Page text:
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April 21 2014

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4 posts tagged "Kenzo Takada"

Nipponista Lands in New York: Finally, a Pop-Up Store That’s Worth Visiting

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Nipponista Store

Come Thursday, Dover Street Market won’t be the only conceptual Japanese-centric retailer in town—Tokyo-based department store Isetan is bringing its Nipponista pop-up to Soho. “Isetan considers New York the hub of fashion in the business sense, and their ultimate goal is to open a permanent store,” said Kohsuke Miki, the creative director of the project. The weeklong pop-up is sponsored by both Isetan and the Japanese government’s Cool Japan initiative, through which the Ministry of Economy, Trade, and Industry aims to promote Japanese products, craft, and technique abroad.

“For more than twenty years, there hasn’t been significant [Japanese] talent that actually surpasses the talent that existed before it,” Kohsuke said. “In the eighties there was Rei Kawakubo and Yohji Yamamoto, and in the seventies there was Issey Miyake, Kansai Yamamoto, and Kenzo Takada.” Kohsuke believes that Nipponista, a cuter construct of the word Japanophile, is the right first step in establishing the new guard of Japanese creative talent and design.

Nipponista

Nipponista’s 2,000-square-foot space, which debuts exclusively here, features wares from some of the heritage brands Kohsuke mentioned—there’s a vintage Yohji Yamamoto ensemble, as well as choice pieces from Kansai Yamamoto’s latest collection (he revived his brand in 2013). But a coterie of designs from five emerging talents, who were commissioned to craft clothes in traditional Japanese indigo, or “Japanese blue,” is the centerpiece. Other fashion offerings include handmade sneakers from Hender Scheme, wearable embroidery from Maison des Perles, geometric jewelry from Shihara, delicate scarves from Suzusan, and garments from Anrealage and Yoko Chan, among others. Everything in the shop—even the giant window display of a teddy bear, which was constructed with hundreds of tiny balloons by artist duo Daisy Balloon—was made in Japan. Continue Reading “Nipponista Lands in New York: Finally, a Pop-Up Store That’s Worth Visiting” »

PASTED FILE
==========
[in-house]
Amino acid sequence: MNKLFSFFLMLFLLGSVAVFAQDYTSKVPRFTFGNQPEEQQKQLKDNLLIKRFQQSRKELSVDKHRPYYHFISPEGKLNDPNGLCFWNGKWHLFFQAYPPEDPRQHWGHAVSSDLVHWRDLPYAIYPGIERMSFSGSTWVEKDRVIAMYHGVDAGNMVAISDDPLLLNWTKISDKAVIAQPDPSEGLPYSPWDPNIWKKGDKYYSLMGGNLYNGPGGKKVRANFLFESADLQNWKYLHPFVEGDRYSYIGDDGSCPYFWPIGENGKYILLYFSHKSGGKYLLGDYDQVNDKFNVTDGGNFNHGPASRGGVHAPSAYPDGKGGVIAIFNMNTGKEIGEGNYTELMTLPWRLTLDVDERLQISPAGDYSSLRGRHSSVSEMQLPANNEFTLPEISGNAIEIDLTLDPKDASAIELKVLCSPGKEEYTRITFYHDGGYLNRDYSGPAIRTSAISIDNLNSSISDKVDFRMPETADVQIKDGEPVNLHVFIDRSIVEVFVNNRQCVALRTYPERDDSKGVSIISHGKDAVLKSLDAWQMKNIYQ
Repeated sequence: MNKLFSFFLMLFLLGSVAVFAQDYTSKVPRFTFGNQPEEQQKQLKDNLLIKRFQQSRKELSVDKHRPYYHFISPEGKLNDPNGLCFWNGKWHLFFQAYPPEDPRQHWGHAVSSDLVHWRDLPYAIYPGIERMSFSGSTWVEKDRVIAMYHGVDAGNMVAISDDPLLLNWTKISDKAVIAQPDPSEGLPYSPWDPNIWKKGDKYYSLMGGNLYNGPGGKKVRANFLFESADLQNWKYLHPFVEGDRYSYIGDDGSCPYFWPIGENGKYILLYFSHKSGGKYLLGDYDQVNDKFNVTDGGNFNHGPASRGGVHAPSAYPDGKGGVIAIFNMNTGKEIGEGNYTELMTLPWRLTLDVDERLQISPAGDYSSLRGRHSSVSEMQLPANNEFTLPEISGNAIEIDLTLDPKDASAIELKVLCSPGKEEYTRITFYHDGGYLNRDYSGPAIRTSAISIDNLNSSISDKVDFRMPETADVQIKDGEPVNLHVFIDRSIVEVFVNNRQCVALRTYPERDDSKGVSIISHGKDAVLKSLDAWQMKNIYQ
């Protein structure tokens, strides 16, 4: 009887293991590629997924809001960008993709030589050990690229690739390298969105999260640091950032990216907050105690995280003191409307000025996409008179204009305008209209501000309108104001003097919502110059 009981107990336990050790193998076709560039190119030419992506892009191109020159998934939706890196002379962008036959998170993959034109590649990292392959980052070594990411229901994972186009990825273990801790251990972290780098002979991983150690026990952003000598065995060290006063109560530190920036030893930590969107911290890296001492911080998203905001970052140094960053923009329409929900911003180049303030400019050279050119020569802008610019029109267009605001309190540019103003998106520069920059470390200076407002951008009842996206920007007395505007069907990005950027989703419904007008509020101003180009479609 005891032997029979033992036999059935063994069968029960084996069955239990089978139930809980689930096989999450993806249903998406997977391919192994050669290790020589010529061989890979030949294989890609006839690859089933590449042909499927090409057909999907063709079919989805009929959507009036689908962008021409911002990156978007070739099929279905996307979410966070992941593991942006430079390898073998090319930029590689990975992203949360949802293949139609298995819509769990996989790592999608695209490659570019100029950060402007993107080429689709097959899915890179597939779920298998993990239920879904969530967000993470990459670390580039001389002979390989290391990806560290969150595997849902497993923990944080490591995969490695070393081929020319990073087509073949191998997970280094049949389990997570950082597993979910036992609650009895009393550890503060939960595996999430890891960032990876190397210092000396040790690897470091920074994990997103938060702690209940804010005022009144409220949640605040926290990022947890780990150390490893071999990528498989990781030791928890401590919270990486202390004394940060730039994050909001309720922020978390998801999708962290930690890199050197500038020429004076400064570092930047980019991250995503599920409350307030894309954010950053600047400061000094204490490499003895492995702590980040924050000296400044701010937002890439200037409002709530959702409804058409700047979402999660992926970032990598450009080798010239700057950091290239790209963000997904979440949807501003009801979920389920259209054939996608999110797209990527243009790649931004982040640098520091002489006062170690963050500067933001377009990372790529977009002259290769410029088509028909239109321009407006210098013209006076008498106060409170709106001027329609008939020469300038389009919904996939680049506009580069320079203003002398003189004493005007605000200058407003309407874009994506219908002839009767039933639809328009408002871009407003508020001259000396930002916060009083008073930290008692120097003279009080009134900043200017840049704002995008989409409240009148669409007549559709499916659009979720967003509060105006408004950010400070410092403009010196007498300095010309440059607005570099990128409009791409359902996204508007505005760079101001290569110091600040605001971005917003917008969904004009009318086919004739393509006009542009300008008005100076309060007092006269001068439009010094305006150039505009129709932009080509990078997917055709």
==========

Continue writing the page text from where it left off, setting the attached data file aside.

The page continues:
Augustin Teboul Takes Dorchester 2012

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Following the likes of recent Dorchester Collection Fashion Prize winners like Thomas Tait and Anndra Neen‘s Phoebe and Annette Stephens, designers Annelie Augustin (pictured, left) and Odély Teboul (pictured, right) of Paris-based label Augustin Teboul have been announced as the prestigious award’s 2012 winners. The duo’s all-black collection won over the judging panel, made up of designers like Kenzo Takada, Bruno Frisoni (pictured, center), and Nathalie Rykiel, last night at Hôtel Plaza Athénée in Paris. The two beat out rising labels such as Calla, IRM Design, Les Garçons Paris, and Quentin Veron for the $39,000 prize. “We are very moved,” Teboul told WWD. “At the moment, Annelie and I do everything ourselves.” If Tait and the Anndra Neen girls are any example, then that won’t be the case for Augustin Teboul much longer thanks to their new funds to amp up their studio staff. Watch this space.

Photo: Pascal Le Segretain / Getty Images

A Magazine And Acne Paper Play Host In Paris